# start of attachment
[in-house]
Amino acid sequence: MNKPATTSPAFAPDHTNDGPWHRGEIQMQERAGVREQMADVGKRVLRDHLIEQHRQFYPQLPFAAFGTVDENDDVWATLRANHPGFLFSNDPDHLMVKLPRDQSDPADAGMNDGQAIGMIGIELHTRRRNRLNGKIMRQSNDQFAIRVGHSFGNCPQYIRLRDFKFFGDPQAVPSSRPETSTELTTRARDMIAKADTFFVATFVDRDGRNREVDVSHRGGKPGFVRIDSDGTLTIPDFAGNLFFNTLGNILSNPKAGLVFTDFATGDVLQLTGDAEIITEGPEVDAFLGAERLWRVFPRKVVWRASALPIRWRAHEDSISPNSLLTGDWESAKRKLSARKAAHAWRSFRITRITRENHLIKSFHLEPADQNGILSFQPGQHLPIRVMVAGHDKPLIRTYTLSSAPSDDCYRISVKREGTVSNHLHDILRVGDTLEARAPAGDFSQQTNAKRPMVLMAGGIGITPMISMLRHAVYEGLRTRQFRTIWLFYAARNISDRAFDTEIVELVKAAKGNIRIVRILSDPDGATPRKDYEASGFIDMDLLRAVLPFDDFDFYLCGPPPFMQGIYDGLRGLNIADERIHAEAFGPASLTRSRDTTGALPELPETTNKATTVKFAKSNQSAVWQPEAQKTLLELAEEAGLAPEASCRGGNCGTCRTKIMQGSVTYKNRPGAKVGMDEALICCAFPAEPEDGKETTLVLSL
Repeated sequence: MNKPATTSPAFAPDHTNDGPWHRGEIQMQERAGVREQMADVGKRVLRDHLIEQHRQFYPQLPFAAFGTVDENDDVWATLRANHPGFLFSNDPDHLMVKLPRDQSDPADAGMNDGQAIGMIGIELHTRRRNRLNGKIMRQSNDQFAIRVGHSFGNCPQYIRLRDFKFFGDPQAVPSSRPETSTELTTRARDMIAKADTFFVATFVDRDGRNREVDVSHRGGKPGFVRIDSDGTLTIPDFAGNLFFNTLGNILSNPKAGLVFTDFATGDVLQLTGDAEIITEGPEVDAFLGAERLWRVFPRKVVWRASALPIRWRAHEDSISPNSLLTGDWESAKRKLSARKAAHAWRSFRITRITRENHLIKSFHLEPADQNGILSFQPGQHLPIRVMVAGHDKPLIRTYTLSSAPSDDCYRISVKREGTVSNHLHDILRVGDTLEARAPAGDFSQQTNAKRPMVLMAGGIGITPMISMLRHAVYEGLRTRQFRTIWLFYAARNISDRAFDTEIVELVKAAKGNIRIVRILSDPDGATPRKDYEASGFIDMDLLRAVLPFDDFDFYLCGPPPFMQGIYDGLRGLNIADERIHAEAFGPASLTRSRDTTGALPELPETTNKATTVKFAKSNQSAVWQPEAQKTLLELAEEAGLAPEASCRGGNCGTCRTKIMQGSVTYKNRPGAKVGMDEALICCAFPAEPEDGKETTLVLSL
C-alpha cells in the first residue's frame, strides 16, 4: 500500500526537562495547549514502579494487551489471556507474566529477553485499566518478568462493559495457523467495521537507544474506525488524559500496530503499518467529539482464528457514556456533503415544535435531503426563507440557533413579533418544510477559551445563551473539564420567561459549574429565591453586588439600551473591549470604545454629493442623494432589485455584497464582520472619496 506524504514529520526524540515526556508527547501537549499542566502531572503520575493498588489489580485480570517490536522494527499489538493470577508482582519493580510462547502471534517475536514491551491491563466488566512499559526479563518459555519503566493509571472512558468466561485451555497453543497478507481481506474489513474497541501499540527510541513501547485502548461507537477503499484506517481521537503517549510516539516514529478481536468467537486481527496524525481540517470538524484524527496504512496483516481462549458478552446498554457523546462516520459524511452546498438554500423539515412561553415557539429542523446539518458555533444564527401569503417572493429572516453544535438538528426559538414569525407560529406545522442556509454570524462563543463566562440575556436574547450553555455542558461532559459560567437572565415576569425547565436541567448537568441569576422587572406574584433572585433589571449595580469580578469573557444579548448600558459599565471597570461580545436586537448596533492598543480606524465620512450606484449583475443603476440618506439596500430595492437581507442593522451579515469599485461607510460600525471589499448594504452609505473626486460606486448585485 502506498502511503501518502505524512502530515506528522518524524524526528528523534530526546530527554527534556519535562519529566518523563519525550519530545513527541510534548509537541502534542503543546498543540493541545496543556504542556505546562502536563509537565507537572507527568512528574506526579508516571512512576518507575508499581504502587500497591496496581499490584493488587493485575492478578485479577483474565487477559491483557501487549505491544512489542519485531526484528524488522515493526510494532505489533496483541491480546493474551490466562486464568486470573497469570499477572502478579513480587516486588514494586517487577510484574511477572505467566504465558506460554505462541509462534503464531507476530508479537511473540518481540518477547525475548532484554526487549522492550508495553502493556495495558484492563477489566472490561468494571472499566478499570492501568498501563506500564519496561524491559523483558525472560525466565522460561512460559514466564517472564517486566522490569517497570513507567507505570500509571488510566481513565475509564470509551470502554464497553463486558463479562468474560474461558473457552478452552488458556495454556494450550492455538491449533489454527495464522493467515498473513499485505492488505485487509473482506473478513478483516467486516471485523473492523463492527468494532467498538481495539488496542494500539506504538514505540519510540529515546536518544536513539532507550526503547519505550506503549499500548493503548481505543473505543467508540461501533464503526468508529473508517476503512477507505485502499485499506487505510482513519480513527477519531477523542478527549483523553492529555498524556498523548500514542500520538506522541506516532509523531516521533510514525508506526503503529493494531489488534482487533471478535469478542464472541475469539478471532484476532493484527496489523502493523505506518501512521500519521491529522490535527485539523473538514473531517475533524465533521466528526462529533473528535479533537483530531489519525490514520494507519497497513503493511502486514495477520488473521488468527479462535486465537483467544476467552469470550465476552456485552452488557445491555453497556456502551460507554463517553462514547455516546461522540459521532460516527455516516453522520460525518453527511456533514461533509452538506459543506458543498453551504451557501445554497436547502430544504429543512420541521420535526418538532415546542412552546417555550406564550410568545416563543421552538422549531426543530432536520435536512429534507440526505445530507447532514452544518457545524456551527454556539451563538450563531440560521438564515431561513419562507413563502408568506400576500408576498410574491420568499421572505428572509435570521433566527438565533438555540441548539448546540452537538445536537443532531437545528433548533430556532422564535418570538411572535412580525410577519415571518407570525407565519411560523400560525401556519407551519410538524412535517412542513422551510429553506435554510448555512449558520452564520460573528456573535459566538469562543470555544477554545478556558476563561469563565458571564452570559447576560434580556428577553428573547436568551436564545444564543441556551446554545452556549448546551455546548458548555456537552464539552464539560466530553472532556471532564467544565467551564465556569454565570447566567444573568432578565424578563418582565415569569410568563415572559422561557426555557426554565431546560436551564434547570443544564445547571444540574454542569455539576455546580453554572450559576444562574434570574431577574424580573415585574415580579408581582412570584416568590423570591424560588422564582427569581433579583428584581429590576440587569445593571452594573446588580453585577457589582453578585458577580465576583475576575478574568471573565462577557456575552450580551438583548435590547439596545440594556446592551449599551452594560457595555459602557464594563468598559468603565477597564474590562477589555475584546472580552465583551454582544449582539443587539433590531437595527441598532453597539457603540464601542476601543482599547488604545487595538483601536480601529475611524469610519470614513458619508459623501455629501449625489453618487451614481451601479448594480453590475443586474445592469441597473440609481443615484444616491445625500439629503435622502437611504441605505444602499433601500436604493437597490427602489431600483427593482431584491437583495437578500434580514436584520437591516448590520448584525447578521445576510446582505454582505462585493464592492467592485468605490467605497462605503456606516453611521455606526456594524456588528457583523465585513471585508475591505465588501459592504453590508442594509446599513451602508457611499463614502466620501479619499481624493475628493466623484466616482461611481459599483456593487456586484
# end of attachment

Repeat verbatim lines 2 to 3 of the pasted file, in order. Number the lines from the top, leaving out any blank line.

Amino acid sequence: MNKPATTSPAFAPDHTNDGPWHRGEIQMQERAGVREQMADVGKRVLRDHLIEQHRQFYPQLPFAAFGTVDENDDVWATLRANHPGFLFSNDPDHLMVKLPRDQSDPADAGMNDGQAIGMIGIELHTRRRNRLNGKIMRQSNDQFAIRVGHSFGNCPQYIRLRDFKFFGDPQAVPSSRPETSTELTTRARDMIAKADTFFVATFVDRDGRNREVDVSHRGGKPGFVRIDSDGTLTIPDFAGNLFFNTLGNILSNPKAGLVFTDFATGDVLQLTGDAEIITEGPEVDAFLGAERLWRVFPRKVVWRASALPIRWRAHEDSISPNSLLTGDWESAKRKLSARKAAHAWRSFRITRITRENHLIKSFHLEPADQNGILSFQPGQHLPIRVMVAGHDKPLIRTYTLSSAPSDDCYRISVKREGTVSNHLHDILRVGDTLEARAPAGDFSQQTNAKRPMVLMAGGIGITPMISMLRHAVYEGLRTRQFRTIWLFYAARNISDRAFDTEIVELVKAAKGNIRIVRILSDPDGATPRKDYEASGFIDMDLLRAVLPFDDFDFYLCGPPPFMQGIYDGLRGLNIADERIHAEAFGPASLTRSRDTTGALPELPETTNKATTVKFAKSNQSAVWQPEAQKTLLELAEEAGLAPEASCRGGNCGTCRTKIMQGSVTYKNRPGAKVGMDEALICCAFPAEPEDGKETTLVLSL
Repeated sequence: MNKPATTSPAFAPDHTNDGPWHRGEIQMQERAGVREQMADVGKRVLRDHLIEQHRQFYPQLPFAAFGTVDENDDVWATLRANHPGFLFSNDPDHLMVKLPRDQSDPADAGMNDGQAIGMIGIELHTRRRNRLNGKIMRQSNDQFAIRVGHSFGNCPQYIRLRDFKFFGDPQAVPSSRPETSTELTTRARDMIAKADTFFVATFVDRDGRNREVDVSHRGGKPGFVRIDSDGTLTIPDFAGNLFFNTLGNILSNPKAGLVFTDFATGDVLQLTGDAEIITEGPEVDAFLGAERLWRVFPRKVVWRASALPIRWRAHEDSISPNSLLTGDWESAKRKLSARKAAHAWRSFRITRITRENHLIKSFHLEPADQNGILSFQPGQHLPIRVMVAGHDKPLIRTYTLSSAPSDDCYRISVKREGTVSNHLHDILRVGDTLEARAPAGDFSQQTNAKRPMVLMAGGIGITPMISMLRHAVYEGLRTRQFRTIWLFYAARNISDRAFDTEIVELVKAAKGNIRIVRILSDPDGATPRKDYEASGFIDMDLLRAVLPFDDFDFYLCGPPPFMQGIYDGLRGLNIADERIHAEAFGPASLTRSRDTTGALPELPETTNKATTVKFAKSNQSAVWQPEAQKTLLELAEEAGLAPEASCRGGNCGTCRTKIMQGSVTYKNRPGAKVGMDEALICCAFPAEPEDGKETTLVLSL